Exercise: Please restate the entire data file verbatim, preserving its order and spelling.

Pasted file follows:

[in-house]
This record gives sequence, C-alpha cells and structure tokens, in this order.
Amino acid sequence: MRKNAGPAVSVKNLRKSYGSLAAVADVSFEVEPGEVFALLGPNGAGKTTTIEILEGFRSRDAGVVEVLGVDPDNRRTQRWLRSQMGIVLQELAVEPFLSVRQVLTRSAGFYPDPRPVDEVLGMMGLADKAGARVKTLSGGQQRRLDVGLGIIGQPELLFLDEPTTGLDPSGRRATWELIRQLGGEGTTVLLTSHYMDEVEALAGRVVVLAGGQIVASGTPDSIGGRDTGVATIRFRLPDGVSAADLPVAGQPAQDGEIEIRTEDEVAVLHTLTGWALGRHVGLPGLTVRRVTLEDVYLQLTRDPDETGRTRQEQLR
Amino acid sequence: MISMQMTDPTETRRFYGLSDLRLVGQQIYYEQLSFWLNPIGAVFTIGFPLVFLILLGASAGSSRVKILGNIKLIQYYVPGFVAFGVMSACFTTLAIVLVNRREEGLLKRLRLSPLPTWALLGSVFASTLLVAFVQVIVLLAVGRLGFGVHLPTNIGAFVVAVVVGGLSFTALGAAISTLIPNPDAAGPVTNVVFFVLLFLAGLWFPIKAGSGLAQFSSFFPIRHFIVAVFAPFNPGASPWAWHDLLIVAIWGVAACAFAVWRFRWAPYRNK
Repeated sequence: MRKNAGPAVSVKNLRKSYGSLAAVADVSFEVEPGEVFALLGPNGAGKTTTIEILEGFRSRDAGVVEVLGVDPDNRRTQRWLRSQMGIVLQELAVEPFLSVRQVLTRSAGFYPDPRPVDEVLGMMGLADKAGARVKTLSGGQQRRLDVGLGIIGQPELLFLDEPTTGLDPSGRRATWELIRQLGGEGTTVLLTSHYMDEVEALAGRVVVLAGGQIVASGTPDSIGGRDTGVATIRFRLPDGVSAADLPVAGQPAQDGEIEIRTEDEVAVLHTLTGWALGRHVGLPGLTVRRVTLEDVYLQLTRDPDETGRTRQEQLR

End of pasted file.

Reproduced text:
[in-house]
This record gives sequence, C-alpha cells and structure tokens, in this order.
Amino acid sequence: MRKNAGPAVSVKNLRKSYGSLAAVADVSFEVEPGEVFALLGPNGAGKTTTIEILEGFRSRDAGVVEVLGVDPDNRRTQRWLRSQMGIVLQELAVEPFLSVRQVLTRSAGFYPDPRPVDEVLGMMGLADKAGARVKTLSGGQQRRLDVGLGIIGQPELLFLDEPTTGLDPSGRRATWELIRQLGGEGTTVLLTSHYMDEVEALAGRVVVLAGGQIVASGTPDSIGGRDTGVATIRFRLPDGVSAADLPVAGQPAQDGEIEIRTEDEVAVLHTLTGWALGRHVGLPGLTVRRVTLEDVYLQLTRDPDETGRTRQEQLR
Amino acid sequence: MISMQMTDPTETRRFYGLSDLRLVGQQIYYEQLSFWLNPIGAVFTIGFPLVFLILLGASAGSSRVKILGNIKLIQYYVPGFVAFGVMSACFTTLAIVLVNRREEGLLKRLRLSPLPTWALLGSVFASTLLVAFVQVIVLLAVGRLGFGVHLPTNIGAFVVAVVVGGLSFTALGAAISTLIPNPDAAGPVTNVVFFVLLFLAGLWFPIKAGSGLAQFSSFFPIRHFIVAVFAPFNPGASPWAWHDLLIVAIWGVAACAFAVWRFRWAPYRNK
Repeated sequence: MRKNAGPAVSVKNLRKSYGSLAAVADVSFEVEPGEVFALLGPNGAGKTTTIEILEGFRSRDAGVVEVLGVDPDNRRTQRWLRSQMGIVLQELAVEPFLSVRQVLTRSAGFYPDPRPVDEVLGMMGLADKAGARVKTLSGGQQRRLDVGLGIIGQPELLFLDEPTTGLDPSGRRATWELIRQLGGEGTTVLLTSHYMDEVEALAGRVVVLAGGQIVASGTPDSIGGRDTGVATIRFRLPDGVSAADLPVAGQPAQDGEIEIRTEDEVAVLHTLTGWALGRHVGLPGLTVRRVTLEDVYLQLTRDPDETGRTRQEQLR